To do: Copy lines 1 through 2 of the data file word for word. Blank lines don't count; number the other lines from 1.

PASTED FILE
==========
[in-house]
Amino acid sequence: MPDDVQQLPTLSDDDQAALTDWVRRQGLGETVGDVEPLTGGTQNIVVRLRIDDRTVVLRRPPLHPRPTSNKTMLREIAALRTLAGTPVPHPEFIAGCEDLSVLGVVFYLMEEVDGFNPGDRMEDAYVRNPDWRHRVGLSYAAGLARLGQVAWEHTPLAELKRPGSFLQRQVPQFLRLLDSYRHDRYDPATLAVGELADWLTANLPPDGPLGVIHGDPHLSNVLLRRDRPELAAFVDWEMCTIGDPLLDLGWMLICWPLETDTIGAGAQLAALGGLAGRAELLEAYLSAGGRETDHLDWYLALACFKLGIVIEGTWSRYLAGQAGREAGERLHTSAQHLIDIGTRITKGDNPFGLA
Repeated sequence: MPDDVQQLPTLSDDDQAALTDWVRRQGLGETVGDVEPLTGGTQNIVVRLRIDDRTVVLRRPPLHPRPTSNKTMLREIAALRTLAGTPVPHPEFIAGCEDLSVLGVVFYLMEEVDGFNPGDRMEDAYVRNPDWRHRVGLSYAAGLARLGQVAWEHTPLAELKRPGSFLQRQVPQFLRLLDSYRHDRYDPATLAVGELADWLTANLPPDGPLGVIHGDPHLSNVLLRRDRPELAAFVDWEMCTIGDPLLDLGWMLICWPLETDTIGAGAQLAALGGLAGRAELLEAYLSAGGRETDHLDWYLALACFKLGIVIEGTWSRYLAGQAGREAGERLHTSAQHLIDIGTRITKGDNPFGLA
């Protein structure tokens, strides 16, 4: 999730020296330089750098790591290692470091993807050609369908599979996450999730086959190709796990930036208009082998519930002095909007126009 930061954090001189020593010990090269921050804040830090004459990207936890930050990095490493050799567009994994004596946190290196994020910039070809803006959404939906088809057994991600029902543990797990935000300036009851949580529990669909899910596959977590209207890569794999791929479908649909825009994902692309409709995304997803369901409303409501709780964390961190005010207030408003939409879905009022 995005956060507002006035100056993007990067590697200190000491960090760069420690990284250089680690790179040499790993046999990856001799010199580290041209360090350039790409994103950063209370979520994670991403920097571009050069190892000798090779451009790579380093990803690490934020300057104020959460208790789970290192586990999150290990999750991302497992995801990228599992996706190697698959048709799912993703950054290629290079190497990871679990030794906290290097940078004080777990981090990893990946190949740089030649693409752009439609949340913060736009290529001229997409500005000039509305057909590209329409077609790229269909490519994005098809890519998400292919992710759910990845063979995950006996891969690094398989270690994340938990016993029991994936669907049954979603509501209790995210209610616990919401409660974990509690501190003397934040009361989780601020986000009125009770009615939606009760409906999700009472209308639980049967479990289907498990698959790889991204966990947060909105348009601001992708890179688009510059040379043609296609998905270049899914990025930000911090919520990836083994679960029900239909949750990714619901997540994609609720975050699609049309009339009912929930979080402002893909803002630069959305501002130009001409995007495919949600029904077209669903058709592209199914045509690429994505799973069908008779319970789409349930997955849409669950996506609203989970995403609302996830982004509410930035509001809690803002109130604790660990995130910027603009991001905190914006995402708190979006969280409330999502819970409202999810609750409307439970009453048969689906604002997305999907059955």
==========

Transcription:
[in-house]
Amino acid sequence: MPDDVQQLPTLSDDDQAALTDWVRRQGLGETVGDVEPLTGGTQNIVVRLRIDDRTVVLRRPPLHPRPTSNKTMLREIAALRTLAGTPVPHPEFIAGCEDLSVLGVVFYLMEEVDGFNPGDRMEDAYVRNPDWRHRVGLSYAAGLARLGQVAWEHTPLAELKRPGSFLQRQVPQFLRLLDSYRHDRYDPATLAVGELADWLTANLPPDGPLGVIHGDPHLSNVLLRRDRPELAAFVDWEMCTIGDPLLDLGWMLICWPLETDTIGAGAQLAALGGLAGRAELLEAYLSAGGRETDHLDWYLALACFKLGIVIEGTWSRYLAGQAGREAGERLHTSAQHLIDIGTRITKGDNPFGLA